LEAVING GERMANY, the Synagogue Route takes us through ornate ceremonial objects of Oriental communities from Persia, Afghanistan and Kurdistan as it leads the way into the Indian synagogue from Cochin.
The Kadavumbagam synagogue, Cochin, India
Built sometime in the 16th century, the Kadavumbagam (“by the side of the landing place”) Synagogue stood at the edge of the Jewish neighborhood in Cochin, India, apparently built over the ruins of an earlier synagogue.
“As you can see, it’s kind of like entering another world,” says Coen-Uzzielli, pointing to the carved wooden interior and intricately designed ceiling featuring motifs like those found in the surrounding mosques and Hindu temples of the time.
“It’s amazing to see that it’s basically the same function and same liturgy as the other synagogues we’ve seen, but the setting is totally different. The Hindu element of the temple is seen with the lotus decoration and the extenextensive use of the colors red and green.”
She explains that the Jewish community of Cochin was very diverse, with many of them coming from Europe to Cochin because it was a trade and market city.
“The Jews of Cochin absorbed the customs of communities from which they came, and where they now settled, a mix of Oriental and European Ashkenazi customs and motifs.”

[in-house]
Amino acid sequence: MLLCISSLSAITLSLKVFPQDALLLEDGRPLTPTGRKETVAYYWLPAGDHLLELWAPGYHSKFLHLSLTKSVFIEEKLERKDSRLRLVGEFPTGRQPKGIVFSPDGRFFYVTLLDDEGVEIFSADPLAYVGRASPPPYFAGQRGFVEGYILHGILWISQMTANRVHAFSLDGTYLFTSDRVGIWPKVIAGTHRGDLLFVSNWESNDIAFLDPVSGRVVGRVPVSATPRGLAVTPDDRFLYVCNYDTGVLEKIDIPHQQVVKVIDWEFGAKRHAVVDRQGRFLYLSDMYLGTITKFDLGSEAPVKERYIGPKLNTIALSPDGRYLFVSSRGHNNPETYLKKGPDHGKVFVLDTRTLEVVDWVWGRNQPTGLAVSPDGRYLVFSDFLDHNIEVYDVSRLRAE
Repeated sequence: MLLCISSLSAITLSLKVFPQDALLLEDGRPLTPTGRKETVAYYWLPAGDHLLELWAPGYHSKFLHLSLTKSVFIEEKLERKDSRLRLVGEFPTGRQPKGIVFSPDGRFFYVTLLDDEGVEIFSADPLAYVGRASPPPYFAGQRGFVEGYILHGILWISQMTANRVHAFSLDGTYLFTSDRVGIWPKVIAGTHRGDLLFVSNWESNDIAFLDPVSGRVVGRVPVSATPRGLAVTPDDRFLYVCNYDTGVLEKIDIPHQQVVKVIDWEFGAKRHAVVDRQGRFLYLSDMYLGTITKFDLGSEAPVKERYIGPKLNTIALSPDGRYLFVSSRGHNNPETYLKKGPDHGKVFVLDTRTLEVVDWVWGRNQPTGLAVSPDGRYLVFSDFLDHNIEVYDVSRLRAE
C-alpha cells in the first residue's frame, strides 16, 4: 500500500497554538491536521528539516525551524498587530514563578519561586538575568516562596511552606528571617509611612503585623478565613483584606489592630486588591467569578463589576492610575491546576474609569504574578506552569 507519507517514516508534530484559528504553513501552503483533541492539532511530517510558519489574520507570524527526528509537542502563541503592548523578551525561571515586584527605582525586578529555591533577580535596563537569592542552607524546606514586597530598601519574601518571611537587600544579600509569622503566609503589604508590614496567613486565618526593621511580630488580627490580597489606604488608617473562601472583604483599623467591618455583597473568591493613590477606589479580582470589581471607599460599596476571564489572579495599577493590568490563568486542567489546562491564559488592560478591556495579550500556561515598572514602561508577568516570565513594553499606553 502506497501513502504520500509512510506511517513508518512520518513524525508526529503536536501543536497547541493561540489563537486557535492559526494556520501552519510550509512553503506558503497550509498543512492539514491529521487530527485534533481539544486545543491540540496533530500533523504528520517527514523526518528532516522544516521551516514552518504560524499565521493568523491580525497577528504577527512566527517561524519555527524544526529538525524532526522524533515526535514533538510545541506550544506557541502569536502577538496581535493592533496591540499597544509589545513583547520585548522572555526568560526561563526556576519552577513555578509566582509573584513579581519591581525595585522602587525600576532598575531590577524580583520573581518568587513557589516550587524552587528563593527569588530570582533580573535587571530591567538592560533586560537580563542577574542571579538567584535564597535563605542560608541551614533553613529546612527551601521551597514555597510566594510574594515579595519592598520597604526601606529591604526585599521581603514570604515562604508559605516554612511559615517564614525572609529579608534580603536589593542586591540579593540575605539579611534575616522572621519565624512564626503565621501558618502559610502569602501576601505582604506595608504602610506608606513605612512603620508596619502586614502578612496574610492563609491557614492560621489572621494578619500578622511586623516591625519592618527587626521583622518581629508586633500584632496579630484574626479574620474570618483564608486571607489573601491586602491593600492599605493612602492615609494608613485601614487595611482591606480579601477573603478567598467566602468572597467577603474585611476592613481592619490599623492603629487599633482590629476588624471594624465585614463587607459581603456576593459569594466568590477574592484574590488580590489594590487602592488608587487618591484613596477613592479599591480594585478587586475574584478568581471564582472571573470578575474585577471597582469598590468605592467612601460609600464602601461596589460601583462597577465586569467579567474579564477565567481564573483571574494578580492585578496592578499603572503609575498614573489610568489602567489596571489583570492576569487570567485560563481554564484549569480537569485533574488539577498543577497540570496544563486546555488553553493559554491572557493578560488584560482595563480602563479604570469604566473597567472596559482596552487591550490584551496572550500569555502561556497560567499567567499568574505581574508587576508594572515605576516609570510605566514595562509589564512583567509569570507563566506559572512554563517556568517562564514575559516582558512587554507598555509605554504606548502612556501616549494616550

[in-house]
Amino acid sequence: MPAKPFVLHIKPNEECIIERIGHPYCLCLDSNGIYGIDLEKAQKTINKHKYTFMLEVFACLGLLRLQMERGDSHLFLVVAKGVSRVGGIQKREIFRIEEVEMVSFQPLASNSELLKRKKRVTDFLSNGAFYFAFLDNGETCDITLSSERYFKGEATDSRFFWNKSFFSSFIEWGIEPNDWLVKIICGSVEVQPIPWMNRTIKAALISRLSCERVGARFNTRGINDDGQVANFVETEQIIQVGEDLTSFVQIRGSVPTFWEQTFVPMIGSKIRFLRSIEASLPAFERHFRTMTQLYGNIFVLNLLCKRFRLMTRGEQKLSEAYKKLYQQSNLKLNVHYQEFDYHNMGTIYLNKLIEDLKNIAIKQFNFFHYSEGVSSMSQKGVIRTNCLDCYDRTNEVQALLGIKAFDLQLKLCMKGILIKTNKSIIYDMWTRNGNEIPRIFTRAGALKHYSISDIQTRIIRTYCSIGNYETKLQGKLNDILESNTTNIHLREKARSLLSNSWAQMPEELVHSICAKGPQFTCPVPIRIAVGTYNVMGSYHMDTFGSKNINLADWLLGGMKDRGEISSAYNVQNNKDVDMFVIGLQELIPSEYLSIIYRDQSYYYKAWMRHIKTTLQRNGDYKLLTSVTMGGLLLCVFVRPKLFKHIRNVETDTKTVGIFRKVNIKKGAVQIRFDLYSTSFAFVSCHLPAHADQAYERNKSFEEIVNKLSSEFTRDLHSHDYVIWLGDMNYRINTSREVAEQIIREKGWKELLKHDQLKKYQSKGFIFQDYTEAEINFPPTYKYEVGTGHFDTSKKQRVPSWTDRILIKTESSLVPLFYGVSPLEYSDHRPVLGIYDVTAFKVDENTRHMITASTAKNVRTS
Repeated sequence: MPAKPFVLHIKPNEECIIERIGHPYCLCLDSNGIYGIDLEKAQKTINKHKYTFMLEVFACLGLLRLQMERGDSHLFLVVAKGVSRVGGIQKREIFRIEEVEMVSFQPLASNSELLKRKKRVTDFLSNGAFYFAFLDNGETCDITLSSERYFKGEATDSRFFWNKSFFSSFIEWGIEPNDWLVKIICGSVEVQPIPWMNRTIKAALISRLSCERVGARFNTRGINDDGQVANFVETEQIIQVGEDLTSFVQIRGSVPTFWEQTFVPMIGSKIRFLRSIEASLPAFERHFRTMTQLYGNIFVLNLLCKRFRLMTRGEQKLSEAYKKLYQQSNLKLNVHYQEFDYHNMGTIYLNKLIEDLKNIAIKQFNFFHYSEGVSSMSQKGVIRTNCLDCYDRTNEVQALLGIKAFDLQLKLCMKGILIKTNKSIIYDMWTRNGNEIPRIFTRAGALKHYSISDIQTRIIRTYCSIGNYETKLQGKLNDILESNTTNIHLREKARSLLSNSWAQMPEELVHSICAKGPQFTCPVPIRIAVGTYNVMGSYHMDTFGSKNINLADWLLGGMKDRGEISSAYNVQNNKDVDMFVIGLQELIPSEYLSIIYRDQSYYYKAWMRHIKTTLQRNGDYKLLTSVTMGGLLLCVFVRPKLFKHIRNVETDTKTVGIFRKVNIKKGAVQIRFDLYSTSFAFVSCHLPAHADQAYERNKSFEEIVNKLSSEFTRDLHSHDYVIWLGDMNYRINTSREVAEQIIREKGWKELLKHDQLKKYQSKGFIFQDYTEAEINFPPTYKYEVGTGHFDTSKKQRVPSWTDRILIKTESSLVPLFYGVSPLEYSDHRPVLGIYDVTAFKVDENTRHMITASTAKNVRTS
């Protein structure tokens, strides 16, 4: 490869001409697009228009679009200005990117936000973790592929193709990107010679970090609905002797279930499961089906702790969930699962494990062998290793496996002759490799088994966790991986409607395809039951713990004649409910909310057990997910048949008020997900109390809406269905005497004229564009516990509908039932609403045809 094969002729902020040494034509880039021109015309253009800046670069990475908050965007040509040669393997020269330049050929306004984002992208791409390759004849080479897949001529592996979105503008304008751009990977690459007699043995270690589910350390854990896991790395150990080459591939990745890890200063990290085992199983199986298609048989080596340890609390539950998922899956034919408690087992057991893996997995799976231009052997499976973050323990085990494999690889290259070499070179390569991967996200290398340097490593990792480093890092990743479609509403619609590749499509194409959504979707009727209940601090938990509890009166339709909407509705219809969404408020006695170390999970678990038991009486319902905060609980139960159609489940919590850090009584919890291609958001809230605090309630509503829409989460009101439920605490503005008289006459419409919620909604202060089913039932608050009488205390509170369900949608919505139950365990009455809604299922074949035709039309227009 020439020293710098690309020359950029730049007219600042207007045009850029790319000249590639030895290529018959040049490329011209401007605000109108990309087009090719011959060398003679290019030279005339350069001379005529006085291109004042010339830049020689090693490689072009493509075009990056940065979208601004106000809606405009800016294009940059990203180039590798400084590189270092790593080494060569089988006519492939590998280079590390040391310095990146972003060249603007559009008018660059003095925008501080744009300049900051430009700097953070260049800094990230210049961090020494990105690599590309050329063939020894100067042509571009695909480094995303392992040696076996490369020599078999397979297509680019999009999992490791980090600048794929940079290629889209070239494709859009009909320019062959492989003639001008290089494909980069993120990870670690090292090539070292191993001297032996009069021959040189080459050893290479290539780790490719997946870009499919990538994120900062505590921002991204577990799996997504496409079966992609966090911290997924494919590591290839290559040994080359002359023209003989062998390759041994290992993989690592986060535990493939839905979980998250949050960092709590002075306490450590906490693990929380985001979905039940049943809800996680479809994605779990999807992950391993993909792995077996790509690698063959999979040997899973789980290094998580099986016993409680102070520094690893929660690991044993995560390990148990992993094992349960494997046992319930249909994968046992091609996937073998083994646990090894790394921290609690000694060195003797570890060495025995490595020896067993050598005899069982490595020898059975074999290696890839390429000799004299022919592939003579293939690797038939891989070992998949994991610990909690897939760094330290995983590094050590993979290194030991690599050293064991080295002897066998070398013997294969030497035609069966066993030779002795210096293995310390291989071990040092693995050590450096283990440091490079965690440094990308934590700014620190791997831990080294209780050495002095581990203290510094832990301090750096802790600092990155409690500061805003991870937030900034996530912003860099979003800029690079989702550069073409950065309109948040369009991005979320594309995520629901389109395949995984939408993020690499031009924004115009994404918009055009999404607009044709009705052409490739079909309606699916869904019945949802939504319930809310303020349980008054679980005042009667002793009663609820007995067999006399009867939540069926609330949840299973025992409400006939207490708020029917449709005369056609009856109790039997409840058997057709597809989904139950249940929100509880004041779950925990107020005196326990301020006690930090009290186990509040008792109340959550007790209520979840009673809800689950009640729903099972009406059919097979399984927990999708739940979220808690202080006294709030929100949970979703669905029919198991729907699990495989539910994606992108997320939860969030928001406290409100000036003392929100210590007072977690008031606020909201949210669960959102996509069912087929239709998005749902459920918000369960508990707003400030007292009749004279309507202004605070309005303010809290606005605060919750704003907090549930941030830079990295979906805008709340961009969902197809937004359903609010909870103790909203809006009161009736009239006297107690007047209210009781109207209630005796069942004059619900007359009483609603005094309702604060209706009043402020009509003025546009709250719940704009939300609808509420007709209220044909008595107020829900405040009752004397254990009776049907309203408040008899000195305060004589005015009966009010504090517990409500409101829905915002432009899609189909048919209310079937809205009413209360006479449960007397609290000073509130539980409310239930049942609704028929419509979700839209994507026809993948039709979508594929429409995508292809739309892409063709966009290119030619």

A unique feature of Cochin synagogues is the presence of two reader’s platforms: one, used on Shabbat and holidays, is located on the gallery, in front of the women’s section and separated from it by a grille; the other stands in the center of the hall and is used for daily prayers.
“On Shabbat, when they read the Torah, they went upstairs to a bima close to the women’s section. So even though the women were separated from the men, they were actually closer to the Torah,” says Coen-Uzzielli.
In operation until the mid-1950s, when most Cochin Jews immigrated to Israel, the Kadavumbagam synagogue Torah ark was transferred to Moshav Nehalim, and the building was turned into a workshop for rope production, putting the carved wooden interior in danger of ruin.
In 1991, the synagogue’s interior was purchased for the Israel Museum and brought to Jerusalem for restoration and reconstruction, a project which took some five years.
“Each piece was dismantled and cut, preserved, and numbered,” says Coen- Uzzielli.
When they started the preservation process, they found colors underneath all the dust that had gathered because of the rope. It all came out like a miracle.”
CONTINUING THE journey through history, we pass by ceremonial objects from Syria, Egypt and Eretz Yisrael, before arriving at a display from Holland which, ironically, signifies our arrival at the South American synagogue from Suriname.
The Tzedek ve-Shalom Synagogue, Paramaribo, Suriname
In the mid-17th century Jews of Spanish and Portuguese origin, who had fled to Holland during the Inquisition, were among the early European settlers in Suriname. They established sugarcane plantations along the Suriname River, to which they gave biblical names, and founded a village in the Savanna, which they called “Jerusalem on the Riverside,” and was often referred to as the Jewish Savanna. By the middle of the 18th century, though, most of the Jews had migrated to the country’s capital city, Paramaribo, where the Sephardic Tzedek ve-Shalom Synagogue was inaugurated in 1736.
“The synagogue represents both the ancient traditions of Amsterdam and Portugal, but on the other side, reflects the results of being in the New World, and of being free to profess your own religion,” says Coen-Uzzielli.